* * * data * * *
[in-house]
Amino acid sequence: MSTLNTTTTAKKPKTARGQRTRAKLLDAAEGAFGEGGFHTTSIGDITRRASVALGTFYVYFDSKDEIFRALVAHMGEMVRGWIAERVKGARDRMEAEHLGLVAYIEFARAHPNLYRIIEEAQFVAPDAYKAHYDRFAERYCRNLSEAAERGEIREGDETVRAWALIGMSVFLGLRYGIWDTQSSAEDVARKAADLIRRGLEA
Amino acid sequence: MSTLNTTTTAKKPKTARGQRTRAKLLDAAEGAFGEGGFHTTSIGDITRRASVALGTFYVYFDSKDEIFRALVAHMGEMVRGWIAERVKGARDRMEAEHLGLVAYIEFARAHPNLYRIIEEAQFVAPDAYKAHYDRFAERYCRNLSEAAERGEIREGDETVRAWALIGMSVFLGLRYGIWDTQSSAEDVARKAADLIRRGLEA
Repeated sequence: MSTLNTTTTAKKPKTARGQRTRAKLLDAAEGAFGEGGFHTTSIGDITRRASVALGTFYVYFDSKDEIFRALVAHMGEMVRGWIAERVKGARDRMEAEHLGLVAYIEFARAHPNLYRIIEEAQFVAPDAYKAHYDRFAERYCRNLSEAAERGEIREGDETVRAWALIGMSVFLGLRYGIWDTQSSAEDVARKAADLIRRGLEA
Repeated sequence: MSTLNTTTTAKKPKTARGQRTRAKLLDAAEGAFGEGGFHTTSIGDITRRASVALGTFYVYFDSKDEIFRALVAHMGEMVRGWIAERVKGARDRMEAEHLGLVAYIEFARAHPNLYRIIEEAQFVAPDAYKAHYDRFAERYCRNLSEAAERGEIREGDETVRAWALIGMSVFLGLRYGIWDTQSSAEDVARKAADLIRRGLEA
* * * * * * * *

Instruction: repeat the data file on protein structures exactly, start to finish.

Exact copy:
[in-house]
Amino acid sequence: MSTLNTTTTAKKPKTARGQRTRAKLLDAAEGAFGEGGFHTTSIGDITRRASVALGTFYVYFDSKDEIFRALVAHMGEMVRGWIAERVKGARDRMEAEHLGLVAYIEFARAHPNLYRIIEEAQFVAPDAYKAHYDRFAERYCRNLSEAAERGEIREGDETVRAWALIGMSVFLGLRYGIWDTQSSAEDVARKAADLIRRGLEA
Amino acid sequence: MSTLNTTTTAKKPKTARGQRTRAKLLDAAEGAFGEGGFHTTSIGDITRRASVALGTFYVYFDSKDEIFRALVAHMGEMVRGWIAERVKGARDRMEAEHLGLVAYIEFARAHPNLYRIIEEAQFVAPDAYKAHYDRFAERYCRNLSEAAERGEIREGDETVRAWALIGMSVFLGLRYGIWDTQSSAEDVARKAADLIRRGLEA
Repeated sequence: MSTLNTTTTAKKPKTARGQRTRAKLLDAAEGAFGEGGFHTTSIGDITRRASVALGTFYVYFDSKDEIFRALVAHMGEMVRGWIAERVKGARDRMEAEHLGLVAYIEFARAHPNLYRIIEEAQFVAPDAYKAHYDRFAERYCRNLSEAAERGEIREGDETVRAWALIGMSVFLGLRYGIWDTQSSAEDVARKAADLIRRGLEA
Repeated sequence: MSTLNTTTTAKKPKTARGQRTRAKLLDAAEGAFGEGGFHTTSIGDITRRASVALGTFYVYFDSKDEIFRALVAHMGEMVRGWIAERVKGARDRMEAEHLGLVAYIEFARAHPNLYRIIEEAQFVAPDAYKAHYDRFAERYCRNLSEAAERGEIREGDETVRAWALIGMSVFLGLRYGIWDTQSSAEDVARKAADLIRRGLEA